Item 7. All of the property which I may die seized and possessed not herein disposed of or any personal property herein bequeathed to my wife Nancy Hawley, and not disposed of by her during her lifetime, I desire the same to be sold by my executor hereinafter named, and after my said sons J.G. Hawley and John Hawley receive the sums of one hundred and fifty Dollars each as herein provided in the third and fourth Items of this my last will, I desire that the remainder of the proceeds of said sale be equally divided between my daughter Sallie Tedder and my daughter Patience Hawley and my son Willie Hawley share and share alike, and lastly I do hereby nominate and appoint my friend John T. Revell to be sole executor to this my last will and testament to all intents and purposes thereof. In testimony whereof I the said William Hawley have hereunto set my hand and seal this 13th day of January 1913.  /s/ Wm. Hawley.

Signed, sealed, published and declared by the said William Hawley to be his last will and testament in the presence of us as witnesses hereto.  /s/  John T. Revell, Sarah Revell

In the 1920 census of Spring Hill township, Wilson County: on Aycocks Crossing Road, William M. Hawley, 77, and wife Nancy, 73, both mulatto.

William Hawley died 22 March 1920 in Spring Hill township, Wilson County. Per his death certificate, he was born in Wilson County to unnamed parents; was married to Nancy Hawley; was a farmer; was buried at the home place; and was declared white. J.S. Tedder was informant. [Per Findagrave.com, he was buried in the J.D. Hawley cemetery near Rock Ridge, North Carolina. Others buried there are Nancy Rose Hawley, William A. Hawley, Sarah Rose and Sally Hawley Tedder.]

Alice Adams died 1 June 1927 in Cross Roads township. Per her death certificate, she was about 70 years old; was born in Wilson County to Sarah Rose and Willis Taylor; was married to Onley Adams; and worked for Ambrose Loucas. She was colored. Informant was John Adams, Lucama. [Alice Adams’ death record reveals the relationship between Sarah Rose and her close neighbor, Willis Taylor, who presumably was also the father of Rose’s other mixed-race children.]

Nancy Hawley died 14 February 1935 in Spring Hill township, Wilson County. Per her death certificate, she was the widow of the late W.M. Hawley, was born 8 December 1837 in Wilson County to an unknown father and Sarah Rose, and was white. J.S. Tedder was informant.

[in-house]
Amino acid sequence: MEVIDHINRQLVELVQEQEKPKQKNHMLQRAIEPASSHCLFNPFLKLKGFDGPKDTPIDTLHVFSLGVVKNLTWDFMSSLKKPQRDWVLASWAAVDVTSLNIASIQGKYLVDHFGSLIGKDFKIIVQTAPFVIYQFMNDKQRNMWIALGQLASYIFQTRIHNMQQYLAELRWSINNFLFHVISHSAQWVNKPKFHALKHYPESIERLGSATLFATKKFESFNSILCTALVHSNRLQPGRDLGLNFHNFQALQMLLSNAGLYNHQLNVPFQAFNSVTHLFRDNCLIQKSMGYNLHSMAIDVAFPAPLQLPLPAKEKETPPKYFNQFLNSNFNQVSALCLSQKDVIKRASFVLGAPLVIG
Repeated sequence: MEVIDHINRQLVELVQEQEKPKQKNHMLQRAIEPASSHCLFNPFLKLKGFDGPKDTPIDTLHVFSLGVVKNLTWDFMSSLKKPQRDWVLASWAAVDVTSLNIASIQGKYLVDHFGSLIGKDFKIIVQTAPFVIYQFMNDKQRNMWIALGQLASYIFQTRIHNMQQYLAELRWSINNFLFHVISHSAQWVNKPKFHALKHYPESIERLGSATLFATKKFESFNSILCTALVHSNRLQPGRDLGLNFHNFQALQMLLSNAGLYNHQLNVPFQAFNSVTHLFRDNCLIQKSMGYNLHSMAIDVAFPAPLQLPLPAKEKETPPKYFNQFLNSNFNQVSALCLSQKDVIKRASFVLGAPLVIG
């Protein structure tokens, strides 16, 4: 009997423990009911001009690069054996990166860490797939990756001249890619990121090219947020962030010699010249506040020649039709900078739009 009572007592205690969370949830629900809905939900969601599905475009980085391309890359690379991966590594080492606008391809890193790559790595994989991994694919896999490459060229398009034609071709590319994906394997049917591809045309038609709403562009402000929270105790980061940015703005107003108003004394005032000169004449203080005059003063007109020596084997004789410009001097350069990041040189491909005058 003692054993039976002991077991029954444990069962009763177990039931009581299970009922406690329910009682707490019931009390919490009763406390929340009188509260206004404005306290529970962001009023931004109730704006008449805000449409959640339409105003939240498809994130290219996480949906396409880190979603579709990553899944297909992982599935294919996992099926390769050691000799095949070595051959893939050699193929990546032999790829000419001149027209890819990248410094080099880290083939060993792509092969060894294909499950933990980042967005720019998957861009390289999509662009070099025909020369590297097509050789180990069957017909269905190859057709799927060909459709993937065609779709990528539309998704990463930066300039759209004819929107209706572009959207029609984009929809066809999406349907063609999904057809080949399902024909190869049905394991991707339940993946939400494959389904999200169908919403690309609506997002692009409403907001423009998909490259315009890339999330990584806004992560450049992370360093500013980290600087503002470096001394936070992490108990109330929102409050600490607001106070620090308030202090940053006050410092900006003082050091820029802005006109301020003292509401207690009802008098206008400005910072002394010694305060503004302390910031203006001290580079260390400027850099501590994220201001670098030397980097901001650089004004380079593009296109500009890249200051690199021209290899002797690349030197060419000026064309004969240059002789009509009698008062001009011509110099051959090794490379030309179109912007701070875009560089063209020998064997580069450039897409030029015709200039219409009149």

John Dudley Hawley [brother of William Hawley] died 27 September 1948 at his home at 407 Factory Street in Wilson. Per his death certificate, he was a widower; was born in Wilson County to unnamed parents; and was white. Informant was Miss Maggie Hawley.

In death, William and Nancy Rose Hawley’s children, like their parents, achieved the permanent crossing of the color line that had eluded them in life:

Sally Ann Hawley Tedder died 11 June 1945 in Wilson. Per her death certificate, she was born 1 November 1872 in Wilson County to William Hawley and Nancy Rose and was a resident of Lucama. Informant Mrs. Berry Lewis certified that Sally Ann was white.

William A. Hawley died 14 March 1948 in Goldsboro, North Carolina. Per his death certificate, he was a 64 year-old barber; resided in Lucama; was born in Wilson County to William Hawley and Nancy Rose; and was white. J.S. Tedder was informant, and William was buried in Hawley cemetery.

Pattie Hawley Taylor died 14 May 1972 in Monroe, Union County, North Carolina. Per her death certificate, she was 85 years old, white, widowed, and the daughter of William Wilson Hawley and Nancy Rose. Informant was Grace Sasser, Monroe.

On the other hand, Alice Rose Adams’ children died classified as “colored,” like their mother:

Junious Adams died 25 September 1926 in Wilson township, Wilson County. His address was a rural route near Lucama. Per his death certificate, he was born about 1871 in Wilson County to Leander Adams and Alice Rose; worked as a tenant farmer for Josiah Hinnant; was married to Susan Adams; and was colored. Informant was Willis Adams, Black Creek.